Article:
Meet Elaine. She’s a recent MBA grad and co-founder of the viral fashion sensation, RompHim. Elaine’s entrepreneurial spirit and steadfast ambition are inspiring and left me with no doubt that this brand is here to stay. Like a boss, Elaine shares tips for starting a business, advice from her mentors, and of course, her plans for blooming. #romplife


Tell me a little bit about how you got started.

I went to NYU for my undergrad and after school, went to work at J.P. Morgan as part of a two-year rotational program. After that, I stayed on full time and worked as a product manager within their corporate and investment banking division. I did that for a while, learned a ton, met a bunch of great people, but got to the point where I wasn’t really sure that the financial services industry was for me and found myself applying to Kellogg for my MBA. I graduated last week and completed a dual degree program, an MBA from Kellogg and a Master’s in Design and Innovation.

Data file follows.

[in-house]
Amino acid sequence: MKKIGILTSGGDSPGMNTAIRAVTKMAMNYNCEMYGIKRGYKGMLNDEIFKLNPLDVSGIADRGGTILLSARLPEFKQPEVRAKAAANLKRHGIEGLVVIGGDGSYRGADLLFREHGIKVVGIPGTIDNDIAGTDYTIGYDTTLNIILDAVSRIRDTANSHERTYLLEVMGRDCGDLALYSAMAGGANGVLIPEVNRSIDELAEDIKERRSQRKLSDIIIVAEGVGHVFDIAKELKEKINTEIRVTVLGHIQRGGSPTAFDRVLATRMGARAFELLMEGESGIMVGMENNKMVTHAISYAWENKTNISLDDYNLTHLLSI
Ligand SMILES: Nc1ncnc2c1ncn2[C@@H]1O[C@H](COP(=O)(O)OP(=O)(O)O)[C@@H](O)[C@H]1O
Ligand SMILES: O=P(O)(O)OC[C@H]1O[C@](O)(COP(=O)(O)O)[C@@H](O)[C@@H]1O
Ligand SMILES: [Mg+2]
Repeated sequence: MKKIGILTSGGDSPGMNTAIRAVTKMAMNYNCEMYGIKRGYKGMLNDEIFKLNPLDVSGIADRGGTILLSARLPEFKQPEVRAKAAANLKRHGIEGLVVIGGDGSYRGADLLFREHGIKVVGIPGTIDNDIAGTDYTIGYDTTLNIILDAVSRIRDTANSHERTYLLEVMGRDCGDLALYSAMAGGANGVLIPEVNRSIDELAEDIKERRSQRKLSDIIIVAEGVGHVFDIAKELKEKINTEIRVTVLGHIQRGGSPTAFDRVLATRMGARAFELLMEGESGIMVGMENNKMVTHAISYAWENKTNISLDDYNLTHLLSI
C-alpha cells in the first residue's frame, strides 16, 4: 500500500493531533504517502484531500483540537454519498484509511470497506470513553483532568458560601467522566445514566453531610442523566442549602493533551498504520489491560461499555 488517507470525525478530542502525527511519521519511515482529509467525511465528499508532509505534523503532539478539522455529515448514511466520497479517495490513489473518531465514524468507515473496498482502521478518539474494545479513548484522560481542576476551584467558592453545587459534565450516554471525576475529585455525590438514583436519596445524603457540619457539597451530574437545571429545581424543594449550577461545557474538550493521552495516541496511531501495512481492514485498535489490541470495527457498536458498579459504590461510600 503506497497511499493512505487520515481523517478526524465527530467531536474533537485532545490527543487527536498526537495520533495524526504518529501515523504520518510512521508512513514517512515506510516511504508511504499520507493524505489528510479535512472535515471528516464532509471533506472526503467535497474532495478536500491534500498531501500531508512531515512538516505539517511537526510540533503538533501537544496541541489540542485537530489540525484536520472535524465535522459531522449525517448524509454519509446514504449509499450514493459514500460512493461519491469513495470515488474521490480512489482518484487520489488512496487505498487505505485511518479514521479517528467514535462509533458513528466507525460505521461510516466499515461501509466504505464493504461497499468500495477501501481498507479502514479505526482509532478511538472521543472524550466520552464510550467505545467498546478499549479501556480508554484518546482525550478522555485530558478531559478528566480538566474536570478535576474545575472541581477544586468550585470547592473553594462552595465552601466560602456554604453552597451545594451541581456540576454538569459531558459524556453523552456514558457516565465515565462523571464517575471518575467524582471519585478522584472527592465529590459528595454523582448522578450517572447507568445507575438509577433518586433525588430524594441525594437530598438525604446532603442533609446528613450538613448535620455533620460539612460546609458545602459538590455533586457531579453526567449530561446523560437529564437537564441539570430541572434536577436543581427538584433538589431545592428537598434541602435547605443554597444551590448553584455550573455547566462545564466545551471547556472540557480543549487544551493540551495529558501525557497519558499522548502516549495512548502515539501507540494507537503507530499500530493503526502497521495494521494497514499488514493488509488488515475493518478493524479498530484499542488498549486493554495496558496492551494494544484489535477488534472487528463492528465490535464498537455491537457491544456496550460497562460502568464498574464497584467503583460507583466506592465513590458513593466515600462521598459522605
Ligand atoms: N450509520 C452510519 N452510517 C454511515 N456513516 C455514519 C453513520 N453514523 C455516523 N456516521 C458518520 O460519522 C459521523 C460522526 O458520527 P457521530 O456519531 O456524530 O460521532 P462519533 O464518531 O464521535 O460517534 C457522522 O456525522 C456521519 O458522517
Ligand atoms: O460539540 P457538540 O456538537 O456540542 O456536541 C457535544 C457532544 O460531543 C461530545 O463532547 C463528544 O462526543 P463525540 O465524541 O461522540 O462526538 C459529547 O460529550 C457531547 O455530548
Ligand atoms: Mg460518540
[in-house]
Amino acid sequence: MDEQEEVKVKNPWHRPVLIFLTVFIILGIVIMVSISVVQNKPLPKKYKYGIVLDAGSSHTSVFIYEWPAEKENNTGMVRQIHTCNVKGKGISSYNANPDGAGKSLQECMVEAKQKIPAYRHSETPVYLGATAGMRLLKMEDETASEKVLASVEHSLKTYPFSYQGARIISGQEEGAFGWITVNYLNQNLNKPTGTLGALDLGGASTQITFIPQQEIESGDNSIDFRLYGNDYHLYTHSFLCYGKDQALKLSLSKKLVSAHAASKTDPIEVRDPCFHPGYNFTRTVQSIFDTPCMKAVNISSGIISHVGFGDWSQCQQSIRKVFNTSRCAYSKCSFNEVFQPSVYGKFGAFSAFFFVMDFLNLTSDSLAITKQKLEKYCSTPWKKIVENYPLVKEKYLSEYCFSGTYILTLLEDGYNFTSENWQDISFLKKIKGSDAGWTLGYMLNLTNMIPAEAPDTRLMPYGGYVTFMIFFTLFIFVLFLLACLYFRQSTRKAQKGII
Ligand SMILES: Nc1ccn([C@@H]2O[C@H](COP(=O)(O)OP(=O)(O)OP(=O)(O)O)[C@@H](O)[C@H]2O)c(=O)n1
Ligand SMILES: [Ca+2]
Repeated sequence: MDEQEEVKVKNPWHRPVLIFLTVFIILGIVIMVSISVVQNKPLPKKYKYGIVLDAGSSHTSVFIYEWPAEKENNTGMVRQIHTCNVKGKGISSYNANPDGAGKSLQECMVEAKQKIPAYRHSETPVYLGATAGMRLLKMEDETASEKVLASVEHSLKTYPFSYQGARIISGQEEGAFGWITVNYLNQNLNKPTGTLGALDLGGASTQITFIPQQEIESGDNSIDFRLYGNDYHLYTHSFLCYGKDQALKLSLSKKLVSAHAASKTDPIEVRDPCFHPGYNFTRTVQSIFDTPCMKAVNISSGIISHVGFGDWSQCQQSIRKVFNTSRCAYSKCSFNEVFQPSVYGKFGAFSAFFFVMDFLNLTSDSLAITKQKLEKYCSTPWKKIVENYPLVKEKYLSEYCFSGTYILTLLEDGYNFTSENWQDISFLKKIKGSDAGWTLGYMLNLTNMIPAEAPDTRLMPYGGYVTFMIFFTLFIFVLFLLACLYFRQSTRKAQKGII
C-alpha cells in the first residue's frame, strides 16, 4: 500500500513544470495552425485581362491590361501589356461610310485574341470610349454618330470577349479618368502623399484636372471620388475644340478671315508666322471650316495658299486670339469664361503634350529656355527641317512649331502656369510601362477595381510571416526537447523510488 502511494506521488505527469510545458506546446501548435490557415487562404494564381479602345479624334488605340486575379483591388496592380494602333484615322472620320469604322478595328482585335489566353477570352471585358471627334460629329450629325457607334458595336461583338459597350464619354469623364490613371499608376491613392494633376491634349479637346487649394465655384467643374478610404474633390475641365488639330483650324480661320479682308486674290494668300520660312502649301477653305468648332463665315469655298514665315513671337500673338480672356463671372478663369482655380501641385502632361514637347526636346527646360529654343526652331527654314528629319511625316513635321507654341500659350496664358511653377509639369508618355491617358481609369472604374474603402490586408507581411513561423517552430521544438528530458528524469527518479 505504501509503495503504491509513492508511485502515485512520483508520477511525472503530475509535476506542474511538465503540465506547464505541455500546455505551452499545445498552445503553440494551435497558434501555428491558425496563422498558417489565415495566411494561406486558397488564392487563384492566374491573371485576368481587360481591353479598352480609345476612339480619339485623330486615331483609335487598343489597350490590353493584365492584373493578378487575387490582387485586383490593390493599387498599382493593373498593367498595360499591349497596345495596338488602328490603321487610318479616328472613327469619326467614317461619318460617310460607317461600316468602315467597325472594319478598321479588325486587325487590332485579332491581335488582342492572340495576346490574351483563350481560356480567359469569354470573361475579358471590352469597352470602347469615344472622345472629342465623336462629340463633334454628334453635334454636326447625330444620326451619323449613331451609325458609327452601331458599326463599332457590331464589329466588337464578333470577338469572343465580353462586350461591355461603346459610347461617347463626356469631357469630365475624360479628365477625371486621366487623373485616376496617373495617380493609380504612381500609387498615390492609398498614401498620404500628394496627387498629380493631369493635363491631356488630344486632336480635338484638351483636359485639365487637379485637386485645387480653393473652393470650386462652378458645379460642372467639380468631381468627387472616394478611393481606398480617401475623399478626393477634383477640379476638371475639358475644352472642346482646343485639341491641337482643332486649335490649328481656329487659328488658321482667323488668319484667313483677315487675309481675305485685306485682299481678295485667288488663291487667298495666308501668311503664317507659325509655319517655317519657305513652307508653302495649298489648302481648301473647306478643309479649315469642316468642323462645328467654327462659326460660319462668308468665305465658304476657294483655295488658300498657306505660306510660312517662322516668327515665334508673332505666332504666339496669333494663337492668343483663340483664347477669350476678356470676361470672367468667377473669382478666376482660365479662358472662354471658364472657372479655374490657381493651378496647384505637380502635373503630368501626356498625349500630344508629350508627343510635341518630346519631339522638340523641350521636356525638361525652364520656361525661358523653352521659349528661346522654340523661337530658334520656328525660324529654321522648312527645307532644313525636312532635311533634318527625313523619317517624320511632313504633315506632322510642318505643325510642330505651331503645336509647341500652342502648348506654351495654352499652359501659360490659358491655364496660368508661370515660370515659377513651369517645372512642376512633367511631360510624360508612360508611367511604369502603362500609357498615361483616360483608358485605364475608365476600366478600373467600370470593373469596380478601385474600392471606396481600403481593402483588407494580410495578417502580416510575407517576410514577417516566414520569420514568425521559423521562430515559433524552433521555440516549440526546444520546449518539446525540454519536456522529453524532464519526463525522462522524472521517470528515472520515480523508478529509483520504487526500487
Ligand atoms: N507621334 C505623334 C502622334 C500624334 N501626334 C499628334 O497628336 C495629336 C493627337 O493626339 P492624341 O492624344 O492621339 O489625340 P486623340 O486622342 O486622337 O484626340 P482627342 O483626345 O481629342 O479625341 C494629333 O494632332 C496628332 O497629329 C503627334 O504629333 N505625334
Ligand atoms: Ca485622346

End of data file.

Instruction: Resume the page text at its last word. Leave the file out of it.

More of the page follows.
I hold high standards for myself in whatever it is that I choose to do. If I do a good job and put out the best product, I rest well at the end of the day no matter what anyone else feels.

I’m still riding off of the high post graduation but it truly was the most amazing two years. Kellogg is where I met some of my best friends and where the origin of RompHim came about. It was sort of a bunch of friends hanging out, talking about men’s fashion and we started talking about rompers. All of my friends know that I love rompers so when they heard about the project, they knew it was me. [laughs] I think these past couple of months have been pretty huge for us building this product and brand. Now we're making the most of it and trying to see how far we can go.

Did you anticipate all of attention and that the product would go viral?